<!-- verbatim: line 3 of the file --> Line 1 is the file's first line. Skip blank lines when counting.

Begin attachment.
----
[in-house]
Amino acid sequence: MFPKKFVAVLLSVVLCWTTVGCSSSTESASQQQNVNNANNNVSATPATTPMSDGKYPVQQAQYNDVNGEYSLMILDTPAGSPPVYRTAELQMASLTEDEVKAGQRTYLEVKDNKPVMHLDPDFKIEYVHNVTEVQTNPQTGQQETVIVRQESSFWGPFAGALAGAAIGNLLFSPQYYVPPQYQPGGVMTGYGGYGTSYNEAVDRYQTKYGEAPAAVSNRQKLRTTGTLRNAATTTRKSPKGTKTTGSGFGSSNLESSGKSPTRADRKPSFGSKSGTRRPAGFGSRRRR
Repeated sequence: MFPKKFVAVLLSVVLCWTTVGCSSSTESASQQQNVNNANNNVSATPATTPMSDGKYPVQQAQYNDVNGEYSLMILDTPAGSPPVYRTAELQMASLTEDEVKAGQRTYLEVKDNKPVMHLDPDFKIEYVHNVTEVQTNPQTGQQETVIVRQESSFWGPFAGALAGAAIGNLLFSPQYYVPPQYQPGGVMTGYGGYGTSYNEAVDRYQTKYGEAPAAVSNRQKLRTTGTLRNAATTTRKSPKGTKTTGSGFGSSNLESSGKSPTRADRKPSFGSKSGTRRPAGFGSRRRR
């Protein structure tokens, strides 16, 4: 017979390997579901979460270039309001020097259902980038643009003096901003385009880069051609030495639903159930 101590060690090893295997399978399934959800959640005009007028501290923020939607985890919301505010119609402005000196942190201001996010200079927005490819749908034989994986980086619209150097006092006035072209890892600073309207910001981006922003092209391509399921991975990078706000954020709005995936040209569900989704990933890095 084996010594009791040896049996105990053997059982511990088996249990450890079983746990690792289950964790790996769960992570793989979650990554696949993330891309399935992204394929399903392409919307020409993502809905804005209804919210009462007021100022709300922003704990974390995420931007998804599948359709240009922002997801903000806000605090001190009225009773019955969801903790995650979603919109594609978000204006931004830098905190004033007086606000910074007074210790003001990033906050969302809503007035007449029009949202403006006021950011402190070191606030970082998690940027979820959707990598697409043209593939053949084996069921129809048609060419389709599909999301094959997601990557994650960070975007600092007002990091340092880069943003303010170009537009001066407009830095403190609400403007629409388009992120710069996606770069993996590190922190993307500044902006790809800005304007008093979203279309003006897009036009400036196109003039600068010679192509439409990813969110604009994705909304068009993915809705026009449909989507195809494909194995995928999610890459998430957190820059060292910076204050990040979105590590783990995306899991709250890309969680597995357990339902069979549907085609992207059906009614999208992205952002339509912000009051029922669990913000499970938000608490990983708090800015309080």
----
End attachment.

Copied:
Repeated sequence: MFPKKFVAVLLSVVLCWTTVGCSSSTESASQQQNVNNANNNVSATPATTPMSDGKYPVQQAQYNDVNGEYSLMILDTPAGSPPVYRTAELQMASLTEDEVKAGQRTYLEVKDNKPVMHLDPDFKIEYVHNVTEVQTNPQTGQQETVIVRQESSFWGPFAGALAGAAIGNLLFSPQYYVPPQYQPGGVMTGYGGYGTSYNEAVDRYQTKYGEAPAAVSNRQKLRTTGTLRNAATTTRKSPKGTKTTGSGFGSSNLESSGKSPTRADRKPSFGSKSGTRRPAGFGSRRRR